I grew up in the rural Mississippi Delta; infamous for its checkered past and renowned for its fertile soil - the sandy loam deposited by the great river and its tributaries. My late grandfather, a third generation cotton farmer, spoke of this dirt as though it were a sacred mixture. In 2010 corn and beans were planted on my family’s farm in place of cotton for the first time in 120 years. I noticed this shift developing elsewhere in the delta landscape a few years prior. The horizon, which is historically visible to its very limits, was beginning to disappear behind a wall of stalks. The contemporary delta suffers from an existential malaise wavering between myth and reality, past and present. An exodus began in the 1940s with the mechanization of farming, and the population continues to decline. Schools are disappearing. Convenience stores are gone. Farm communities are dissolving. Beginning in 2011, I traveled familiar long, straight roads through the Delta photographing those who reside on rural farmland and continue to farm cotton.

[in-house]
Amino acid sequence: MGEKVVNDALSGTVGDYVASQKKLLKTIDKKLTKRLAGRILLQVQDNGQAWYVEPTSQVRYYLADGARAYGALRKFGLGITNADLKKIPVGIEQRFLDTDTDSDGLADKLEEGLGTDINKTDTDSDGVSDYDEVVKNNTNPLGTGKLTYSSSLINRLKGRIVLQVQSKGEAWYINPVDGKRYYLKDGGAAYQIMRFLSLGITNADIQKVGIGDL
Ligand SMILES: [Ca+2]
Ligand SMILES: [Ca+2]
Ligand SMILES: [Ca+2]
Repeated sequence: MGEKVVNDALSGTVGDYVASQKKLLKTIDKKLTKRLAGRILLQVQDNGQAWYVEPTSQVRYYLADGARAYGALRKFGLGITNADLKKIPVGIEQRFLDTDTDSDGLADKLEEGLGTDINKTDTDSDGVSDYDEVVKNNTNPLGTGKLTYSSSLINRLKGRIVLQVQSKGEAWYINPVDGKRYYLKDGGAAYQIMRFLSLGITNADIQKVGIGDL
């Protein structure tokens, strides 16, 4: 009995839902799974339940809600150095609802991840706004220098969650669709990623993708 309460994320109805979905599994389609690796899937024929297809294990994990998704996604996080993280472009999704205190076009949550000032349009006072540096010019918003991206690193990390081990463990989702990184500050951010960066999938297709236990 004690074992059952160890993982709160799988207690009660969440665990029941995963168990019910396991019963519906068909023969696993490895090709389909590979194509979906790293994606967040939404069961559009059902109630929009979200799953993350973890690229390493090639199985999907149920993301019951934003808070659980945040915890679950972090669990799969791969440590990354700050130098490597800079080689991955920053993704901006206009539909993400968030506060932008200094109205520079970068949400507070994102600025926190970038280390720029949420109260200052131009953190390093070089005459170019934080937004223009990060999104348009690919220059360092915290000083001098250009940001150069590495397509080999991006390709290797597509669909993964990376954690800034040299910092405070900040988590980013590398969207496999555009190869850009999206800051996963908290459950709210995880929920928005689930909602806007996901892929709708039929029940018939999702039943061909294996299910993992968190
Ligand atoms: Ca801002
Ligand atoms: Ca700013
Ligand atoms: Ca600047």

Born in Washington DC and raised in the Mississippi Delta, Kathleen Robbins received her BA from Millsaps College and her MFA from the University of New Mexico. Her photographs have been exhibited in venues such as The Light Factory Museum of Contemporary Photography & Film, Rayko Gallery, and the Ogden Museum of Southern Art. She is represented by Jennifer Schwartz Gallery in Atlanta. In 2011, she was the recipient of the PhotoNOLA Review Prize. Publications include Flak Photo, Fraction Magazine, Conscientious, Humble Arts New York, NPR’s Picture Show, PDN’s Photo of the Day and One, One Thousand. Her work is part of numerous private and public collections. She currently resides in Columbia, SC, where she is an associate professor of art, coordinator of the photography program and affiliate faculty of southern studies at the University of South Carolina.
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